From the Jubilee

Jesus arms outstretchedJubilee act of contrition from Psalm 25:

Remember your compassion and your mercy, O Lord,
for they are ages old.
Remember no more the sins of my youth;
remember me according to your mercy
because of your goodness, Lord. (6-7)

Source.

My psalm of choice for Penance form I is the 51st. Most people, I think, use a memorized non-Scriptural form. When did psalms begin to be suggested? I like the development as an addition. What do you readers think?

About catholicsensibility

Todd lives in the Pacific Northwest, serving a Catholic parish as a lay minister.
This entry was posted in Jubilee of Mercy, Rite of Penance, Scripture. Bookmark the permalink.

One Response to From the Jubilee

  1. Liam says:

    I don’t have my ritual books handy, but I see in a 2014 PDF from the Office of Divine Worship for the Philadelphia archdiocese that Ps 25 is included in the regular full form of Form I:

    http://www.odwphiladelphia.org/wp-content/uploads/2014/02/RiteofPenance_English_Letter.pdf

    I think these are what is referenced in last sentence of the following part of the ritual:

    PRAYER OF THE PENITENT AND ABSOLUTION

    45. The priest then asks the penitent to express his sorrow, which the penitent may do in these or similar words:

    My God, I am sorry for my sins with all my heart. In choosing to do wrong and failing to do good, I have sinned against you whom I should love above all things. I firmly intend, with your help, to do penance, to sin no more, and to avoid whatever leads me to sin. Our Savior Jesus Christ suffered and died for us. In his name, my God, have mercy.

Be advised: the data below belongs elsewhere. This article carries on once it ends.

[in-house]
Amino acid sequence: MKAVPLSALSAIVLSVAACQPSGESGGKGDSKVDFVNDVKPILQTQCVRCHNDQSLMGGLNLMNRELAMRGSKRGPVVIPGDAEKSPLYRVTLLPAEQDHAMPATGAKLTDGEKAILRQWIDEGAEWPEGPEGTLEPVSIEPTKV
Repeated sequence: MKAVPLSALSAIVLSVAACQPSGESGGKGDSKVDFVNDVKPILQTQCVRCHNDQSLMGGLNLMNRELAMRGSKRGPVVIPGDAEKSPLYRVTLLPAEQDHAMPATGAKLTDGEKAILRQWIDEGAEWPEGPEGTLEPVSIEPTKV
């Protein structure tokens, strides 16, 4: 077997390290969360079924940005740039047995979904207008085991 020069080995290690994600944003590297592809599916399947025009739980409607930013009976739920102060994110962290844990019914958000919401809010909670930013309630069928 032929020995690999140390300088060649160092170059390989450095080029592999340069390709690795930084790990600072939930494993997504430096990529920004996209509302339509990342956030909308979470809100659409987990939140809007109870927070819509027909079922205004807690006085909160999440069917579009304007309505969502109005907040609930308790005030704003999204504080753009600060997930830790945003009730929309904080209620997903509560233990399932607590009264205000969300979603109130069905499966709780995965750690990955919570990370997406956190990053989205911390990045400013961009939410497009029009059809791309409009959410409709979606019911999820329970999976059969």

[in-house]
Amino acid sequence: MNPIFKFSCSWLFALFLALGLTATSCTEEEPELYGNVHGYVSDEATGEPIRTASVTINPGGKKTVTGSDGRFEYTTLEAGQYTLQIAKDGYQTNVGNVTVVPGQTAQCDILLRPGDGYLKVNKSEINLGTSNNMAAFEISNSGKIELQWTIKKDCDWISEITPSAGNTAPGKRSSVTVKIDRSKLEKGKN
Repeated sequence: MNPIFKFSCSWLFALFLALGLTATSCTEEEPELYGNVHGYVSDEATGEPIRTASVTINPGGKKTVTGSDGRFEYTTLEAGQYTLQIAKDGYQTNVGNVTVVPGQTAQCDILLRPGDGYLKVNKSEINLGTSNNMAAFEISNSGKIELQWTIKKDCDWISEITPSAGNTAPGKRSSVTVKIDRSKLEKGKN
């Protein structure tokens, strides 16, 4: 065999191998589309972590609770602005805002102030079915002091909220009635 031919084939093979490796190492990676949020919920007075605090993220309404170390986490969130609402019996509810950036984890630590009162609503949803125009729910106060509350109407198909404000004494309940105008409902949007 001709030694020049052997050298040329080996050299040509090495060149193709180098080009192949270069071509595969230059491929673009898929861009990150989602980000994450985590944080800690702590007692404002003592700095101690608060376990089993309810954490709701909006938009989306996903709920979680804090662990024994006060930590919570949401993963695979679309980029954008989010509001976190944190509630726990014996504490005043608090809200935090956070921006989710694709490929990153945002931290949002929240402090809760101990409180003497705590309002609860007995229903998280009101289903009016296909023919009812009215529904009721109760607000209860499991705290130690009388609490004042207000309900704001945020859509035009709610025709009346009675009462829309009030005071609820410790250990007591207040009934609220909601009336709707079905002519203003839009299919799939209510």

Other prayers of the penitent may be chosen from nos. 85-92.

    * * *

    The Act of Contrition (non-Scriptural) obviously developed in the context of a juridical understanding of the sacramental ritual – it’s a form of putting oneself on trial, and the older forms of that prayer is design to formally evince attrition at the very least and contrition at best (not as clear in the version above), and a “firm purpose of amendment”. Check the boxes, right?

    For some reason, that hasn’t ruined it for me; over the years, I’ve found it moving (it’s what I use – it’s been many years since I last encountered a priest who uses the full form of Form I, and I don’t go around demanding it). Sometimes, one can go through the boxes being checked, rather than ditching them. (Which is a useful reminder to myself not to assume a old form that seems outdated to me is not necessarily so.)

    It’s a bit funny, because it’s one of the four classic “Act of” prayers Catholic children used to memorize for sacramental preparation – Act of Faith, Act of Hope, Act of Love (or Charity), and Act of Contrition. Of these, the two that have stuck with me in my sixth decade are the Act of Hope (which is lucid and beautiful – I highly recommend adding it to one’s daily prayers) and the Act of Contrition (in varying forms – it changed a bit). The Act of Faith does not feel like a prayer (rather more of a position paper) to me, and I have so many other ways of expressing an act of love than that prayer.

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